By ICEAC Chamber of Consults
The basic claim of the request is formulated in the following terms: in case of GMO contamination in non-GMOs crops, especially in absence of national legislation, who is responsible to pay the damage among all the different public and private actors involved in the GMO chain of production, distribution and dissemination?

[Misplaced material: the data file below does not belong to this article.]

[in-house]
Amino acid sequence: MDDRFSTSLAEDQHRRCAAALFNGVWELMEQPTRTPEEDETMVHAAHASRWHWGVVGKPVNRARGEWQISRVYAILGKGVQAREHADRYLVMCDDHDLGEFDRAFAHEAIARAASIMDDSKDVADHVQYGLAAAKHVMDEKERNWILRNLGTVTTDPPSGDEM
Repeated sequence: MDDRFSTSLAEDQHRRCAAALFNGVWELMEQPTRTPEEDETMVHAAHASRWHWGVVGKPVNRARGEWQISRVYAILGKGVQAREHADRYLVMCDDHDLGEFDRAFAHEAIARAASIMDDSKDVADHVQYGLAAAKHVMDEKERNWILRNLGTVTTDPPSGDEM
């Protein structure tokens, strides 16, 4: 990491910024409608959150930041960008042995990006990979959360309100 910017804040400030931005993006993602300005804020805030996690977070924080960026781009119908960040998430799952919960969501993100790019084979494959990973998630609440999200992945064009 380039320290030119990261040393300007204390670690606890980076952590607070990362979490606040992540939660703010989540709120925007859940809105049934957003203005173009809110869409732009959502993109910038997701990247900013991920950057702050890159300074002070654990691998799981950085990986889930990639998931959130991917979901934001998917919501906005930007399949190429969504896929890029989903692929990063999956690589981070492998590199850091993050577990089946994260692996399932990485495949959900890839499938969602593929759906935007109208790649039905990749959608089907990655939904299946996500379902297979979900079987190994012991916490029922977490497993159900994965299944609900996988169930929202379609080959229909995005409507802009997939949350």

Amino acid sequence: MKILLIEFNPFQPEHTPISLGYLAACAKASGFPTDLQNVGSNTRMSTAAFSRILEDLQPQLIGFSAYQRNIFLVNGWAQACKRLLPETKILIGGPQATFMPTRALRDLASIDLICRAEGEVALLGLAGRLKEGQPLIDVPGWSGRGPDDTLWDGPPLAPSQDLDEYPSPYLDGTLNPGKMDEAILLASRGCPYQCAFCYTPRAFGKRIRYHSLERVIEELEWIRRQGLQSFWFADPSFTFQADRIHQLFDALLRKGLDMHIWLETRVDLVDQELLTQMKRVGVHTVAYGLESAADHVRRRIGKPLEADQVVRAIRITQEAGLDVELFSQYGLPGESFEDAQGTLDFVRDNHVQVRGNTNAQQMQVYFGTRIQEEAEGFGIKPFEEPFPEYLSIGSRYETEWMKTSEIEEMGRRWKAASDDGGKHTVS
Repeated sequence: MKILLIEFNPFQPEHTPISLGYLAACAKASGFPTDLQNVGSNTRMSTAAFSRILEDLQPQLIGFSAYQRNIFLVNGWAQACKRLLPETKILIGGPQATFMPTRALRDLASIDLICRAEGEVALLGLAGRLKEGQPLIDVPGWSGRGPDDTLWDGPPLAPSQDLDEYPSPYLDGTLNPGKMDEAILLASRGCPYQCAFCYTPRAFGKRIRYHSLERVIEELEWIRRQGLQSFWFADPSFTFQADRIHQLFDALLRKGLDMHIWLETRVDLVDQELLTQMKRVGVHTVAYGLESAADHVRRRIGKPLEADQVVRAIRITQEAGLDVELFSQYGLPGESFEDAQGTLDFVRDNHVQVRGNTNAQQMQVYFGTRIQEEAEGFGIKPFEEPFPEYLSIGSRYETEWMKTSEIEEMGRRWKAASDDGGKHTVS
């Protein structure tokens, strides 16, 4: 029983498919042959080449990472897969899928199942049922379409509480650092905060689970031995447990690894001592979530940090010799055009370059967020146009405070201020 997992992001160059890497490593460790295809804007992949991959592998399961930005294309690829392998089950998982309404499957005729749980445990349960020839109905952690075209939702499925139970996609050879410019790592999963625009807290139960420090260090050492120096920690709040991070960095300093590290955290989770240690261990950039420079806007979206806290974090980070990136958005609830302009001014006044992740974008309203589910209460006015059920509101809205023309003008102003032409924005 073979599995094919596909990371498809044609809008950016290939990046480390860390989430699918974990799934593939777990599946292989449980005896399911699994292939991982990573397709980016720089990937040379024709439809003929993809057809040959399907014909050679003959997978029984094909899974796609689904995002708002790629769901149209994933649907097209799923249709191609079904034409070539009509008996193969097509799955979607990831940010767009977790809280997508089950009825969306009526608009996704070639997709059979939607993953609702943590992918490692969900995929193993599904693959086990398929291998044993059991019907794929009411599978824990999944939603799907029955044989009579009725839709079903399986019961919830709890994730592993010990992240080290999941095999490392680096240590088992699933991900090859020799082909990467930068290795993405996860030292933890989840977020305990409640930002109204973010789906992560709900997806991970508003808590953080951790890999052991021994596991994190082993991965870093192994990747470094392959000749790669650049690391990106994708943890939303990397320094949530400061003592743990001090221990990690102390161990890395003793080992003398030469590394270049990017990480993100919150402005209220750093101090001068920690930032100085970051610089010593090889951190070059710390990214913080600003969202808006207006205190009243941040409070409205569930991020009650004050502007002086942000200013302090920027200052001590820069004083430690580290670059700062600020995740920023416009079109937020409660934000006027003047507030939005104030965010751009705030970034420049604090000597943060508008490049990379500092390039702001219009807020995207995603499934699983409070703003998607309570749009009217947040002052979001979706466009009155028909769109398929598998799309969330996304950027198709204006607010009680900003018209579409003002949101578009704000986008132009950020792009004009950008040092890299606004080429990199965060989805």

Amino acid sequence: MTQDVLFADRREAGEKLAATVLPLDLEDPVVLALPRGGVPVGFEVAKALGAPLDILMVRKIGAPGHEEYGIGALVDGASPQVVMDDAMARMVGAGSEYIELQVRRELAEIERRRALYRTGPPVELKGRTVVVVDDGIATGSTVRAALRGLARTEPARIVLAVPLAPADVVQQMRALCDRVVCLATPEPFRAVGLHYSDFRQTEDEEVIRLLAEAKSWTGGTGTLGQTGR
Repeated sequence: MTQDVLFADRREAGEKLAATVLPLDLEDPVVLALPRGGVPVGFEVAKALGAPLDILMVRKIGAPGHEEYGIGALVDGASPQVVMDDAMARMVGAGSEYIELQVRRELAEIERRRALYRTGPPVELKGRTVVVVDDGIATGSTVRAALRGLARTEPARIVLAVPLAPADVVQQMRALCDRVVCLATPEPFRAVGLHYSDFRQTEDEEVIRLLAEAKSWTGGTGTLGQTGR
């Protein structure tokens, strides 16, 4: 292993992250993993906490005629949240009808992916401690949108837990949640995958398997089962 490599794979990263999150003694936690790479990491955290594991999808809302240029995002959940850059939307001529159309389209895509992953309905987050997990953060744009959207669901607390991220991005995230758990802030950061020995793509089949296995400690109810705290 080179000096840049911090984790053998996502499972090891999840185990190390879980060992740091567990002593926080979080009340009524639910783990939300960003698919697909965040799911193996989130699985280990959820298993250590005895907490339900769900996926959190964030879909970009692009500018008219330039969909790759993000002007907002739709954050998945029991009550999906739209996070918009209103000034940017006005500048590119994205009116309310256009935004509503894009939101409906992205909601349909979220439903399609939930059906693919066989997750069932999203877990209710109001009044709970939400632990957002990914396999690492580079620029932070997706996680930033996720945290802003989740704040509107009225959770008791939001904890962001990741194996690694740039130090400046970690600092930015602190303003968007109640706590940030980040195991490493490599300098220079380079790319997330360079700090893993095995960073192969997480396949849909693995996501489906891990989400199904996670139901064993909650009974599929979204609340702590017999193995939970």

Genetically modified agricultural plants are presently mainly cultivated in order to facilitate cultivation, e.g. through herbicide resistance and resistance against noxious insects or viruses. In the future, one can also expect a targeted creation of novel properties such as fitness or increased or even novel ingredients. There is a considerable amount of illegal imports of transgenic seed in violation of national moratoriums, and GMOs may also enter into the national production, distribution and cultivation chain through food aid by international organisations where GM food provided contrary to its designation is used as seed. Whenever GMOs are introduced into the environment, spreading is ruled out as a matter of principle. When GMOs are introduced into the environment as seed, food or feed, admixtures with non-GMO products during transport, storage, processing or sale are possible. In the case of food and feed, admixture may also affect the seed chain when food or feed is used as seed. Genetically contaminated seed threatens seed purity requested by the market and necessarily has an adverse effect on the purity of the cultivated plants grown from it. GM plants contained in the crop may, depending on reproduction patterns and persistence, further propagate. By far the most serious problem is seen in the deliberate cultivation of GM plants from GM seeds. Such cultivation may lead to out-crossing through pollen drift and other spreading of GMOs into fields with traditional or organic crops.